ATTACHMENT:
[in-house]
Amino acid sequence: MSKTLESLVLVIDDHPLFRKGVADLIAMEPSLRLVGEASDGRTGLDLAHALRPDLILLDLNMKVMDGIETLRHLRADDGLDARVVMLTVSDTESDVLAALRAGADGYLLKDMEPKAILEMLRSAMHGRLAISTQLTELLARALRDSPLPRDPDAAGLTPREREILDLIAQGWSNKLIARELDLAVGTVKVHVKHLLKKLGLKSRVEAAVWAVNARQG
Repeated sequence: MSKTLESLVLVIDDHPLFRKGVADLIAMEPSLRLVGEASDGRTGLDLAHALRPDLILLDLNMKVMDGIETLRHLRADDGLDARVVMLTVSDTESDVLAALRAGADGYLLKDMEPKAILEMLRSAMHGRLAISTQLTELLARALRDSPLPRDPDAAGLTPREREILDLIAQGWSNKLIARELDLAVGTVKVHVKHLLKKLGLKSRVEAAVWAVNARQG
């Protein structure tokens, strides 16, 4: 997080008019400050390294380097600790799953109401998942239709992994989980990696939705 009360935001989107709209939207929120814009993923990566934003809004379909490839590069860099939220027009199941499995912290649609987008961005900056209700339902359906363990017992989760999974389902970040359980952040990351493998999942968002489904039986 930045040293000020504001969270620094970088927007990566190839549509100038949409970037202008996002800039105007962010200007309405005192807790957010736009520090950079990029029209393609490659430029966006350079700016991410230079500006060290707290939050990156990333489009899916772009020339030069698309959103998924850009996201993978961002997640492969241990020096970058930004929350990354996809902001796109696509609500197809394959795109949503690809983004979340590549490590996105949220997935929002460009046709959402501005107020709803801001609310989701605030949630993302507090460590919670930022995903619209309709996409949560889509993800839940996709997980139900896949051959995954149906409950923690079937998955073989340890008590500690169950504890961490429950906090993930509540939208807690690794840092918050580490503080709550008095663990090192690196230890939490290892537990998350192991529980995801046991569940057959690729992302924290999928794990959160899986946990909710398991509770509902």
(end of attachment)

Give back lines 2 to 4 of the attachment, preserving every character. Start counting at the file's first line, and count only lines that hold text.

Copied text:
Amino acid sequence: MSKTLESLVLVIDDHPLFRKGVADLIAMEPSLRLVGEASDGRTGLDLAHALRPDLILLDLNMKVMDGIETLRHLRADDGLDARVVMLTVSDTESDVLAALRAGADGYLLKDMEPKAILEMLRSAMHGRLAISTQLTELLARALRDSPLPRDPDAAGLTPREREILDLIAQGWSNKLIARELDLAVGTVKVHVKHLLKKLGLKSRVEAAVWAVNARQG
Repeated sequence: MSKTLESLVLVIDDHPLFRKGVADLIAMEPSLRLVGEASDGRTGLDLAHALRPDLILLDLNMKVMDGIETLRHLRADDGLDARVVMLTVSDTESDVLAALRAGADGYLLKDMEPKAILEMLRSAMHGRLAISTQLTELLARALRDSPLPRDPDAAGLTPREREILDLIAQGWSNKLIARELDLAVGTVKVHVKHLLKKLGLKSRVEAAVWAVNARQG
């Protein structure tokens, strides 16, 4: 997080008019400050390294380097600790799953109401998942239709992994989980990696939705 009360935001989107709209939207929120814009993923990566934003809004379909490839590069860099939220027009199941499995912290649609987008961005900056209700339902359906363990017992989760999974389902970040359980952040990351493998999942968002489904039986 930045040293000020504001969270620094970088927007990566190839549509100038949409970037202008996002800039105007962010200007309405005192807790957010736009520090950079990029029209393609490659430029966006350079700016991410230079500006060290707290939050990156990333489009899916772009020339030069698309959103998924850009996201993978961002997640492969241990020096970058930004929350990354996809902001796109696509609500197809394959795109949503690809983004979340590549490590996105949220997935929002460009046709959402501005107020709803801001609310989701605030949630993302507090460590919670930022995903619209309709996409949560889509993800839940996709997980139900896949051959995954149906409950923690079937998955073989340890008590500690169950504890961490429950906090993930509540939208807690690794840092918050580490503080709550008095663990090192690196230890939490290892537990998350192991529980995801046991569940057959690729992302924290999928794990959160899986946990909710398991509770509902």